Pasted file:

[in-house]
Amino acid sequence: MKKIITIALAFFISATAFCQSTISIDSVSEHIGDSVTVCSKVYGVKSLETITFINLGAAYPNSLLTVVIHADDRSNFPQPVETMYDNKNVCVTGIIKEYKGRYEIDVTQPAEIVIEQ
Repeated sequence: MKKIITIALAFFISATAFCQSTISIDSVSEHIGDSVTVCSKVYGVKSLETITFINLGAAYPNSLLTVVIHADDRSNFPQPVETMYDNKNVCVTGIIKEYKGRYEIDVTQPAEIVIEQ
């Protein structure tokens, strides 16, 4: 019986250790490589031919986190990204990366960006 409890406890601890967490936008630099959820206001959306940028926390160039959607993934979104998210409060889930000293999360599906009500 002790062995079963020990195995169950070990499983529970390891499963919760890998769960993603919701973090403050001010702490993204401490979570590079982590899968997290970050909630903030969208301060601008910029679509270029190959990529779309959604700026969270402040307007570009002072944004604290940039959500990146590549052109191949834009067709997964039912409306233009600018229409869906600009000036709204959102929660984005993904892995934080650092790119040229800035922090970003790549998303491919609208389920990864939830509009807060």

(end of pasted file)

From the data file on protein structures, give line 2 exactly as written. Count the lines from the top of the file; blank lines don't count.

Amino acid sequence: MKKIITIALAFFISATAFCQSTISIDSVSEHIGDSVTVCSKVYGVKSLETITFINLGAAYPNSLLTVVIHADDRSNFPQPVETMYDNKNVCVTGIIKEYKGRYEIDVTQPAEIVIEQ